# Binomial approximation

The binomial approximation is useful for approximately calculating powers of sums of a small number and 1. It states that if ${\displaystyle |x|<1}$ and ${\displaystyle |\alpha x|}$${\displaystyle 1}$ where ${\displaystyle x}$ and ${\displaystyle \alpha }$ are real or complex numbers, then

${\displaystyle (1+x)^{\alpha }\approx 1+\alpha x.}$

If either ${\displaystyle x}$ or ${\displaystyle \alpha }$ are complex then the absolute value denotes the modulus of the complex number.

The benefit of this approximation is that ${\displaystyle \alpha }$ is converted from a power to multiplicative factor. This can greatly simplify mathematical expressions (see example) and is a common tool in physics.[1]

This approximation can be proven several ways including the binomial theorem and ignoring the terms beyond the first two.

By Bernoulli's inequality, the left-hand side of this relation is greater than or equal to the right-hand side whenever ${\displaystyle x>-1}$ and ${\displaystyle \alpha \geq 1}$.

## Derivation using linear approximation

The function

${\displaystyle f(x)=(1+x)^{\alpha }}$

is a smooth function for x near 0. Thus, standard linear approximation tools from calculus apply: one has

${\displaystyle f'(x)=\alpha (1+x)^{\alpha -1}}$

and so

${\displaystyle f'(0)=\alpha .}$

Thus

${\displaystyle f(x)\approx f(0)+f'(0)(x-0)=1+\alpha x.}$

## Derivation using Taylor Series

The function

${\displaystyle f(x)=(1+x)^{\alpha }}$

where ${\displaystyle x}$ and ${\displaystyle \alpha }$ may be real or complex can be expressed as a Taylor Series about the point zero.

{\displaystyle {\begin{aligned}f(x)&=\sum _{n=0}^{\infty }{\frac {f^{(n)}(0)}{n!}}x^{n}\\f(x)&=f(0)+f'(0)x+{\frac {1}{2}}f''(0)x^{2}+{\frac {1}{6}}f'''(0)x^{3}+{\frac {1}{24}}f^{(4)}(0)x^{4}+\cdots \\(1+x)^{\alpha }&=1+\alpha x+{\frac {1}{2}}\alpha (\alpha -1)x^{2}+{\frac {1}{6}}\alpha (\alpha -1)(\alpha -2)x^{3}+{\frac {1}{24}}\alpha (\alpha -1)(\alpha -2)(\alpha -3)x^{4}+\cdots \end{aligned}}}

If ${\displaystyle |x|<1}$ and ${\displaystyle |\alpha x|}$${\displaystyle 1}$, then the terms in the series become progressively smaller and it can be truncated to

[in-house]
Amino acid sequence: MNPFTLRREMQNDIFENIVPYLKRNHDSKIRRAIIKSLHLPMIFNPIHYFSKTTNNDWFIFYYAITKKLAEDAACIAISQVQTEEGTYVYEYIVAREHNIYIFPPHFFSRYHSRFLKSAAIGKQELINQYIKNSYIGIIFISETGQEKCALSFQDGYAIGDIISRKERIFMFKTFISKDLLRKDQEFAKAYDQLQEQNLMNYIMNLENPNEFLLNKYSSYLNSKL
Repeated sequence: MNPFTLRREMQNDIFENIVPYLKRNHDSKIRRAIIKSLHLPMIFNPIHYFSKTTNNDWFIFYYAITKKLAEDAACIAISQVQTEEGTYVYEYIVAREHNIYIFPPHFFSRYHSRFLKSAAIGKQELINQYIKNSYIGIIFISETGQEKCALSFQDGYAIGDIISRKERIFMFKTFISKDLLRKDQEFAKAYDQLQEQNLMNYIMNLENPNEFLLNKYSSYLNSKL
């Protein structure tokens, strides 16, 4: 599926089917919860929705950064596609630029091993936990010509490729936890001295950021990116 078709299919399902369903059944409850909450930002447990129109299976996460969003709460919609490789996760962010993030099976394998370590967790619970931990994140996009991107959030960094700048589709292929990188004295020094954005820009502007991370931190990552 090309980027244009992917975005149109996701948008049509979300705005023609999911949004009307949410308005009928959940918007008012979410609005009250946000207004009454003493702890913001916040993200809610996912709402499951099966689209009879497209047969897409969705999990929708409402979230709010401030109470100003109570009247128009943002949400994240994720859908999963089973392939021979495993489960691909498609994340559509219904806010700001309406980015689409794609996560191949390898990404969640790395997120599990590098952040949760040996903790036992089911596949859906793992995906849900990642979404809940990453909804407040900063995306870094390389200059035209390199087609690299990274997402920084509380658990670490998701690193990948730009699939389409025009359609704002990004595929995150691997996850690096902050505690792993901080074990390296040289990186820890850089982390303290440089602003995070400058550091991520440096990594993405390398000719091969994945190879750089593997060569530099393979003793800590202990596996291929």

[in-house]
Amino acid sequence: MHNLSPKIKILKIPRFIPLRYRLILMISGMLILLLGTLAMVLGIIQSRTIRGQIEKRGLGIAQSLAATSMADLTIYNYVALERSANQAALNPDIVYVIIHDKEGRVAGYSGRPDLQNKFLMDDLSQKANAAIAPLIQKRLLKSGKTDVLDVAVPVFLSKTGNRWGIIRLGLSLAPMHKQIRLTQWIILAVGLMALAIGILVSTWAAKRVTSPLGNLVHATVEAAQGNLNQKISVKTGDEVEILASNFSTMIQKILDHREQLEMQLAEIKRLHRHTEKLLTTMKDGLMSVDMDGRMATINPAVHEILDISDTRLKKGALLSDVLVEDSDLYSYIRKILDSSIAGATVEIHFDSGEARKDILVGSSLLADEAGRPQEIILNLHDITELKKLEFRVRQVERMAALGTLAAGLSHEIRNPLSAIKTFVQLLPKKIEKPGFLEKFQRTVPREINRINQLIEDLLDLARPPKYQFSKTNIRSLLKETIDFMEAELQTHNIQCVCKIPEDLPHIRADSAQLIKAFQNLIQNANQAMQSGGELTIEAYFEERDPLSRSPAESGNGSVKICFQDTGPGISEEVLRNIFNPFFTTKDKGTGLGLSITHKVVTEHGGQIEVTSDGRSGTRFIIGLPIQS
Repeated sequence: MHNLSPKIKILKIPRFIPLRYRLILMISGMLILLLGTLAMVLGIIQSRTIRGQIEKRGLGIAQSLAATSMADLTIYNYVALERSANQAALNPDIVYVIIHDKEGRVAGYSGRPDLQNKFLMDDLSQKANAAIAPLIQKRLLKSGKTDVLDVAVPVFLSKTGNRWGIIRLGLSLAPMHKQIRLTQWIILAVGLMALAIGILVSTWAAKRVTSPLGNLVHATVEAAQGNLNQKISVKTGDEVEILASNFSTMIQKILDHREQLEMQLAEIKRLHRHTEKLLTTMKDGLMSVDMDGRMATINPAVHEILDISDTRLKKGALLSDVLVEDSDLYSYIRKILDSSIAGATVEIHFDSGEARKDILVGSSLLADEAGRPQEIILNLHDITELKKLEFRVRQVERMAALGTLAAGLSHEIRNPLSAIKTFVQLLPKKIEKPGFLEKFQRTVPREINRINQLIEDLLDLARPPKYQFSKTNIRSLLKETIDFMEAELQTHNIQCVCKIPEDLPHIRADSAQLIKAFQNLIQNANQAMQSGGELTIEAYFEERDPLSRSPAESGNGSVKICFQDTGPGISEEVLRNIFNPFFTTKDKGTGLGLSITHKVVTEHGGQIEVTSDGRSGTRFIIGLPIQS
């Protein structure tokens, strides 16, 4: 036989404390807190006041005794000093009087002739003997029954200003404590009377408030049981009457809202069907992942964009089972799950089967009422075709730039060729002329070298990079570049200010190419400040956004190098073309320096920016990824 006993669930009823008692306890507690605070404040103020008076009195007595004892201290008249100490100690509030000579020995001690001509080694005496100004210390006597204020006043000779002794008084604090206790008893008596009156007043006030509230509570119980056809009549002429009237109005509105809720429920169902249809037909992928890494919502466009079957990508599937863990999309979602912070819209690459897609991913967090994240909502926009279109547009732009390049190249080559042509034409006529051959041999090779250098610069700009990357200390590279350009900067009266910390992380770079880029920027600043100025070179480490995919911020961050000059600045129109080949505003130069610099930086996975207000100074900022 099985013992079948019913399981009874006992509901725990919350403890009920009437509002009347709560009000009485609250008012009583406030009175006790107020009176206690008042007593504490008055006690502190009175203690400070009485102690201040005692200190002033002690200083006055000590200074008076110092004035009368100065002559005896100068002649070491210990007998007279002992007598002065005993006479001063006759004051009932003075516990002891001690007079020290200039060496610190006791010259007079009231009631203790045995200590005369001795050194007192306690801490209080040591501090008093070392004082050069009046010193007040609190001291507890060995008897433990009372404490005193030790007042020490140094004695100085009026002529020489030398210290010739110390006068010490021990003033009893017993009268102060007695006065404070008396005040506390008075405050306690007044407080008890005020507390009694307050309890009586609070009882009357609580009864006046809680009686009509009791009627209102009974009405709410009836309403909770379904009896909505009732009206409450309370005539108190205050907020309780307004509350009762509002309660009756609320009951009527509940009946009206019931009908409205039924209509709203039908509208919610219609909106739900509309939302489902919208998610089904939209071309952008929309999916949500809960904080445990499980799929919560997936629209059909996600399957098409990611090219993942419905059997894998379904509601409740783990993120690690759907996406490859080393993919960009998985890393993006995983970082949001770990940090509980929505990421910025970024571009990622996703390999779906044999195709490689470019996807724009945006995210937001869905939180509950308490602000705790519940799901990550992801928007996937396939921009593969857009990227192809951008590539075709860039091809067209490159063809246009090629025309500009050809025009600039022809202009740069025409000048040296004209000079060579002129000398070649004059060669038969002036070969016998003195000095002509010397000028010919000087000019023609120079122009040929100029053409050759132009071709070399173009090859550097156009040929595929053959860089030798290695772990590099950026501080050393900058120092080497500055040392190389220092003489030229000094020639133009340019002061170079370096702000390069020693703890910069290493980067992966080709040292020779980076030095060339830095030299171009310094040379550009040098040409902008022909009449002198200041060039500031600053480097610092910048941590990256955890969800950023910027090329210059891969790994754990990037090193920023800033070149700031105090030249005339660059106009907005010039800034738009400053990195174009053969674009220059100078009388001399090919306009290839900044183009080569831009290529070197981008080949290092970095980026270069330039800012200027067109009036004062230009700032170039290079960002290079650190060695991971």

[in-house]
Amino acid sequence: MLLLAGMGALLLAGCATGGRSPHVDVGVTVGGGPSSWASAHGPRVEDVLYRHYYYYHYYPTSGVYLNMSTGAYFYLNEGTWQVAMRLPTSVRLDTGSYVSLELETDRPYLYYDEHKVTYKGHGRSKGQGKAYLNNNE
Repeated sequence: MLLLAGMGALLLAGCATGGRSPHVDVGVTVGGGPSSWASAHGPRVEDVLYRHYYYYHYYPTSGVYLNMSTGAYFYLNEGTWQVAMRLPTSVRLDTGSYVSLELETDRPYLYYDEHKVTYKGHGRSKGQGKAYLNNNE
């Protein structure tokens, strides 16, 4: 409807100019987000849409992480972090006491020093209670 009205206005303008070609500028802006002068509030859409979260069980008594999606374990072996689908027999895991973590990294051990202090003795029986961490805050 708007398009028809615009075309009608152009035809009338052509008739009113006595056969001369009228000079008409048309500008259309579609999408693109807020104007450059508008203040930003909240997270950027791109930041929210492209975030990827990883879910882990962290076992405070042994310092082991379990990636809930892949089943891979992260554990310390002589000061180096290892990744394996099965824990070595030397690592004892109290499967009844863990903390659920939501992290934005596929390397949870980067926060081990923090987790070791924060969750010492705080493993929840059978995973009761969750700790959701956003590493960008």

${\displaystyle (1+x)^{\alpha }\approx 1+\alpha x}$.

This result from the binomial approximation can always be improved by keeping additional terms from the Taylor Series above. This is especially important when ${\displaystyle |\alpha x|}$ starts to approach one, or when evaluating a more complex expression where the first two terms in the Taylor Series cancel (see example).

Sometimes it is wrongly claimed that ${\displaystyle |x|}$${\displaystyle 1}$ is a sufficient condition for the binomial approximation. A simple counterexample is to let ${\displaystyle x=10^{-6}}$ and ${\displaystyle \alpha =10^{7}}$. In this case ${\displaystyle (1+x)^{\alpha }>22,000}$ but the binomial approximation yields ${\displaystyle 1+\alpha x=11}$. For small ${\displaystyle |x|}$ but large ${\displaystyle |\alpha x|}$, a better approximation is:

${\displaystyle (1+x)^{\alpha }\approx e^{\alpha x.}}$

### Example simplification

Consider the following expression where ${\displaystyle a}$ and ${\displaystyle b}$ are real but ${\displaystyle a}$${\displaystyle b}$.

${\displaystyle {\frac {1}{\sqrt {a+b}}}-{\frac {1}{\sqrt {a-b}}}}$

The mathematical form for the binomial approximation can be recovered by factoring out the large term ${\displaystyle a}$ and recalling that a square root is the same as a power of one half.

{\displaystyle {\begin{aligned}{\frac {1}{\sqrt {a+b}}}-{\frac {1}{\sqrt {a-b}}}&={\frac {1}{\sqrt {a}}}{\Big (}{\big (}1+{\frac {b}{a}}{\big )}^{-1/2}-{\big (}1-{\frac {b}{a}}{\big )}^{-1/2}{\Big )}\\&\approx {\frac {1}{\sqrt {a}}}{\Big (}{\big (}1+{\big (}-{\frac {1}{2}}{\big )}{\frac {b}{a}}{\big )}-{\big (}1-{\big (}-{\frac {1}{2}}{\big )}{\frac {b}{a}}{\big )}{\Big )}\\&\approx {\frac {1}{\sqrt {a}}}{\Big (}1-{\frac {b}{2a}}-1-{\frac {b}{2a}}{\Big )}\\&\approx -{\frac {b}{a{\sqrt {a}}}}\end{aligned}}}

Evidently the expression is linear in ${\displaystyle b}$ when ${\displaystyle a}$${\displaystyle b}$ which is otherwise not obvious from the original expression.

### Example keeping the quadratic term

Consider the expression:

${\displaystyle (1+\epsilon )^{n}-(1-\epsilon )^{-n}}$

where ${\displaystyle |\epsilon |<1}$ and ${\displaystyle |n\epsilon |}$${\displaystyle 1}$. If only the linear term from the binomial approximation is kept ${\displaystyle (1+x)^{\alpha }\approx 1+\alpha x}$ then the expression unhelpfully simplifies to zero

{\displaystyle {\begin{aligned}(1+\epsilon )^{n}-(1-\epsilon )^{-n}&\approx (1+n\epsilon )-(1-(-n)\epsilon )\\&\approx (1+n\epsilon )-(1+n\epsilon )\\&\approx 0\end{aligned}}}.

While the expression is small, it is not exactly zero. It is possible to extract a nonzero approximate solution by keeping the quadratic term in the Taylor Series, i.e. ${\displaystyle (1+x)^{\alpha }\approx 1+\alpha x+{\frac {1}{2}}\alpha (\alpha -1)x^{2}}$ so now,

{\displaystyle {\begin{aligned}(1+\epsilon )^{n}-(1-\epsilon )^{-n}&\approx (1+n\epsilon +{\frac {1}{2}}n(n-1)\epsilon ^{2})-(1+(-n)(-\epsilon )+{\frac {1}{2}}(-n)(-n-1)(-\epsilon )^{2})\\&\approx (1+n\epsilon +{\frac {1}{2}}n(n-1)\epsilon ^{2})-(1+n\epsilon +{\frac {1}{2}}n(n+1)\epsilon ^{2})\\&\approx {\frac {1}{2}}n(n-1)\epsilon ^{2}-{\frac {1}{2}}n(n+1)\epsilon ^{2}\\&\approx {\frac {1}{2}}n\epsilon ^{2}((n-1)-(n+1))\\&\approx -n\epsilon ^{2}\end{aligned}}}

This result is quadratic in ${\displaystyle \epsilon }$ which is why it did not appear when only the linear in terms in ${\displaystyle \epsilon }$ were kept.

## References

1. ^ For example calculating the multipole expansion. Griffiths, D. (1999). Introduction to Electrodynamics (Third ed.). Pearson Education, Inc. pp. 146–148.